Timings & File Sizes

Overall performance (with the exception of burst shooting) is very similar to the EOS 450D, thanks no doubt to the DIGIC III processor shared by both models. There are a few areas where it comes up slightly slower, but generally there's little to complain about and the camera feels snappy and responsive in use.

Continuous shooting in JPEG is an acceptable 3.0 frames per second (with no limit to the number of frames per burst). RAW continuous shooting on the other hand is decidedly lackluster both in terms of speed (1.5 fps) and buffer size (if you've got a very fast card you might get six shots, but with any 'normal' SD card it's half that). Whether or not this is a simple case of Canon crippling the EOS 1000D to put some 'clear blue water' between it and the next model up, there's no doubt that this really isn't a camera for anyone with a need or desire for continuous RAW shooting.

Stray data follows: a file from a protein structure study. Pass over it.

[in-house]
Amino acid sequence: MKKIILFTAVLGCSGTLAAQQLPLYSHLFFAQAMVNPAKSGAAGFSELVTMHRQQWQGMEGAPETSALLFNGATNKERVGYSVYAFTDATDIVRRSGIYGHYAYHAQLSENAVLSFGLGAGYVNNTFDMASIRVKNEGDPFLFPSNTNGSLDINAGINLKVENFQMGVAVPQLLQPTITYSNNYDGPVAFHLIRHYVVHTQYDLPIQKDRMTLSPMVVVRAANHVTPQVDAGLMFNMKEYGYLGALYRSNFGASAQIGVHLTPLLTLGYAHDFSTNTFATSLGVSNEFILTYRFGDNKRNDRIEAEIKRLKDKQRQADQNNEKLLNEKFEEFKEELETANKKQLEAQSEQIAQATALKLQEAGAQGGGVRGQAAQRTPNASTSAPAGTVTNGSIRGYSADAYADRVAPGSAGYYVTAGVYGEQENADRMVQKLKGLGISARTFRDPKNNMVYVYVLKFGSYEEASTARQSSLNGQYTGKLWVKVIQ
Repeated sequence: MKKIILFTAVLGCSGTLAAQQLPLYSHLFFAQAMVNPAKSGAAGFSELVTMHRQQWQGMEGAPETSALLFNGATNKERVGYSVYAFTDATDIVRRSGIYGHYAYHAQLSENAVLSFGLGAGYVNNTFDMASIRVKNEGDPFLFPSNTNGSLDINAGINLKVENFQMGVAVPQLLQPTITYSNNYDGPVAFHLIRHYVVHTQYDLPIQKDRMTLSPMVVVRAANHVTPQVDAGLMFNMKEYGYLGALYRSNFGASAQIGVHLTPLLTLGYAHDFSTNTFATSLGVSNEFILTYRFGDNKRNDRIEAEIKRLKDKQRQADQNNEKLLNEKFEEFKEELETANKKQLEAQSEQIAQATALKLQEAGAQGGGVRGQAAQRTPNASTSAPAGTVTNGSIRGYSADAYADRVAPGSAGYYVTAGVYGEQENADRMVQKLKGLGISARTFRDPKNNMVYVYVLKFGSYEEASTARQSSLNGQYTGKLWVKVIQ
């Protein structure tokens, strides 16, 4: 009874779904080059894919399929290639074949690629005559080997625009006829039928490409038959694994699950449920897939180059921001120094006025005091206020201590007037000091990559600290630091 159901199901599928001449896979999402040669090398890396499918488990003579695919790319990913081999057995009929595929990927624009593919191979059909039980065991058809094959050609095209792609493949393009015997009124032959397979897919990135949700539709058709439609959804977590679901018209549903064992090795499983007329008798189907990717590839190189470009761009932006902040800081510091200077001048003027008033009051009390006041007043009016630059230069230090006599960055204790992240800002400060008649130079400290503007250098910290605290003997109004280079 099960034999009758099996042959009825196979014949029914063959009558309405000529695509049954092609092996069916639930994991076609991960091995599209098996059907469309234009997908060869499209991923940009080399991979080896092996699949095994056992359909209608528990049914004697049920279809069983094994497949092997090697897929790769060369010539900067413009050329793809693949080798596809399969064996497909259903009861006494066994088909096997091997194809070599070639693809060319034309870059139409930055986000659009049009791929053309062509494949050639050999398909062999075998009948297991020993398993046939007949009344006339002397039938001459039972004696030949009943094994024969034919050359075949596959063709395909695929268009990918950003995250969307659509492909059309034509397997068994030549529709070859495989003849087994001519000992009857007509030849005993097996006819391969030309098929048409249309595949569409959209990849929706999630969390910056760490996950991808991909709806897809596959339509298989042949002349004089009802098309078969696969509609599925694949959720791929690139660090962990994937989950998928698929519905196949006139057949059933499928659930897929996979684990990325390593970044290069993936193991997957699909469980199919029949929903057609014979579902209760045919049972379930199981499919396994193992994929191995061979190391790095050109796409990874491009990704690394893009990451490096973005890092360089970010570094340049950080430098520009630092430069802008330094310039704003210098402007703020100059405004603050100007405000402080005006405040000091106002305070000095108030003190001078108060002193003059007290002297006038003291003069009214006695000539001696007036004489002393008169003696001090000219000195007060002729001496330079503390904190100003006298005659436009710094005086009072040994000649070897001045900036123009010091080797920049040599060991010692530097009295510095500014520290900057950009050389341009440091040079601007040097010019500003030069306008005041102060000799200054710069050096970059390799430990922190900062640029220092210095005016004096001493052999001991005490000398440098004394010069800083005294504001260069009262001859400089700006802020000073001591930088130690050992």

Timing Notes: All times calculated as an average of three operations. Unless otherwise stated all timings were made on a 3888 x 2592 JPEG Fine (approx. 2,500 KB per image).

The media used for these tests were:

  • 4 GB SanDisk Extreme Ducati Edition SD card
  • 4 GB Panasonic Class 4 SD card
Time, secs
(4 GB SanDisk)
Time, secs
(4 GB Panasonic)
Power Off to On *1   1.3 1.4
Power Off to Shot   <0.1
Sleep to On   1.3 1.4
Sleep to Shot   <0.1
Switch to live view   1.3
Switch from live view   ~ 0.5
Power On to Off *2   1.7
Record Review *3
1.1 1.1
Record Review *3
1.0 1.0
Play *4
~0.2 ~0.2
Play *4
~0.2 ~0.2